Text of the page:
5. For, first, such fervorous affections, tending directly and immediately to God, are the entire matter in the exercise of Aspirations; whereas in immediate acts they are only now and then interlaced; but the ordinary matter of such acts is the doing or forbearing anything for God, as in acts of resignation, &c.

6. Secondly, in those immediate acts and affections in which there are no images of creatures involved, but which respect God immediately, He is represented by some distinct image or express notion in the mind, as by some special attribute, perfection, name, similitude, &c. But a soul, after a long practice of internal abstraction and renouncing of all representations of God, contents herself with such a confused notion of Him as may be apprehended by an obscure general faith; that is to say, not simply and absolutely with no kind of image at all (for that is supposed inconsistent with the operations of the soul whilst it is in a mortal body), but not with a distinct, formal, chosen, particular image; for all such offering themselves are rejected by perfect souls; so that if they were to give an account of what they conceive in their minds when they intend to think of God, all that they could say would be, God is nothing of all that I can say or think, but a Being infinitely beyond it, and absolutely incomprehensible by a created understanding. He is what He is, and what Himself only perfectly knows, and so I believe Him to be, and as such I adore and love Him only; I renounce all pretending to a distinct knowing of Him, and content myself with such a blind believing. Now though imperfect souls also (especially such as are learned) do acknowledge this negative apprehension of God to be only truly proper and perfect, yet, by reason that gross images are not yet chased out of their minds, they cannot in their internal operations proceed constantly according to such an acknowledgment. Such an obscure negative object will not ordinarily move their affections, whereas no other but such an object will move the affections of perfect souls.

7. Thirdly, proper Aspirations in perfect souls have no precedent discourse at all, as acts have, at least virtually; neither doth the will in Aspirations intend to employ or make use of the understanding, for they are sudden elevations of the will without any previous motive or consideration.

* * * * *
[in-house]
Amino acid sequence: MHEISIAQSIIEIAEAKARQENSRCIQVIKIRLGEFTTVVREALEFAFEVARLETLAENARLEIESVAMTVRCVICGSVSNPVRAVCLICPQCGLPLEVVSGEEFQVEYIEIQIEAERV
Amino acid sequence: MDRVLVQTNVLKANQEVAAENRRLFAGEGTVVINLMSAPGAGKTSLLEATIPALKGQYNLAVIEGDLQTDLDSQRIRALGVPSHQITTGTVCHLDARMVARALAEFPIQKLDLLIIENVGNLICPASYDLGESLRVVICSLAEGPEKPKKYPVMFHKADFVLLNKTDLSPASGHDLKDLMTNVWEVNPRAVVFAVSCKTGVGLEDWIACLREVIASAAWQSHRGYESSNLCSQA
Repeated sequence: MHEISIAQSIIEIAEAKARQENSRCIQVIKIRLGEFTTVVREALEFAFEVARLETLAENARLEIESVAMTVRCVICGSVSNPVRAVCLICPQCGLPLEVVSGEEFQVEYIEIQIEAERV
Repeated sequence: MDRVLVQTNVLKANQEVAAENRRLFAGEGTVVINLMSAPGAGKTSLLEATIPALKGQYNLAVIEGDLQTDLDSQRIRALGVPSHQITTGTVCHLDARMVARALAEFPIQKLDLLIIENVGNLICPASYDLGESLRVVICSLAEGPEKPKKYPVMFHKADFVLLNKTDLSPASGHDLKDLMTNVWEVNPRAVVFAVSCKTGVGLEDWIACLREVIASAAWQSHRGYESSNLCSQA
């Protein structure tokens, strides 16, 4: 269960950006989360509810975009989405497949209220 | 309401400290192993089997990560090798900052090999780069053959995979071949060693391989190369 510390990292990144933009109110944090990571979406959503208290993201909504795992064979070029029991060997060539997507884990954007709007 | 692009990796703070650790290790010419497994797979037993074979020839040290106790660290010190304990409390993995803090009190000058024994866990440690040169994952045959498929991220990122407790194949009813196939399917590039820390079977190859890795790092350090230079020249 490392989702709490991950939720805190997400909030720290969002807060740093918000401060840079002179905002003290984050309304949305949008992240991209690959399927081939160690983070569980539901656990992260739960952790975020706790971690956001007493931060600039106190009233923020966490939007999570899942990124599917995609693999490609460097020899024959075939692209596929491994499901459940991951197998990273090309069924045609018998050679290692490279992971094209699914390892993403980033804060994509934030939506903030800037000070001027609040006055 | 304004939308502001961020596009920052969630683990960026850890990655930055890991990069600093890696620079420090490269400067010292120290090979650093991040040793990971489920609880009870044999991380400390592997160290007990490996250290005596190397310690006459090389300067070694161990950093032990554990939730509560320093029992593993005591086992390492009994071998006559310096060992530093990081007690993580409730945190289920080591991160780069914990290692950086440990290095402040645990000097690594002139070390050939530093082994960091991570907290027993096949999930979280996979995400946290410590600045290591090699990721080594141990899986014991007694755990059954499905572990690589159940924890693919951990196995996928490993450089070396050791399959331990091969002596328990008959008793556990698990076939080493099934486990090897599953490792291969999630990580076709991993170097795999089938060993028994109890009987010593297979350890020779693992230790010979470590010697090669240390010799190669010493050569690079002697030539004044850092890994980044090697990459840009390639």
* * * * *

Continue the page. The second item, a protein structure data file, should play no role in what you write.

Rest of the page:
8. Fourthly, immediate acts are not only produced with deliberation and choice, but ordinarily with some degree of force used apon the will. But Aspirations proceed from an interior impulse, indeliberately, and as it were naturally flowing from the soul, and thereby they show that there is in the interior a secret, supernatural, directing principle, to wit, God's Holy Spirit alone, teaching and moving the soul to breathe forth these Aspirations, not only in set recollections, but almost continually. Now this doth not infer that the Holy Spirit is not also the principle of all other good acts and affections of the will (for none of them have any true good in them further than they proceed from this divine principle); but in them the will doth previously and forcibly raise up itself to the producing them, in which, likewise, much of nature is mixed; and so the Holy Spirit is not so completely and perfectly the fountain of them as He is of Aspirations.

9. Fifthly, in case that a soul, whose constant exercise as yet is but immediate acts or meditation, do sometimes merely by an internal impulse produce such indeliberate Aspirations, yet they are neither so pure and subtile, neither will they continue any considerable time; but the present invitation or fervour being passed, the soul must be content to return to her inferior exercises, or if she will needs force herself to continue them, her recollections will become dry, insipid, and without any profit at all.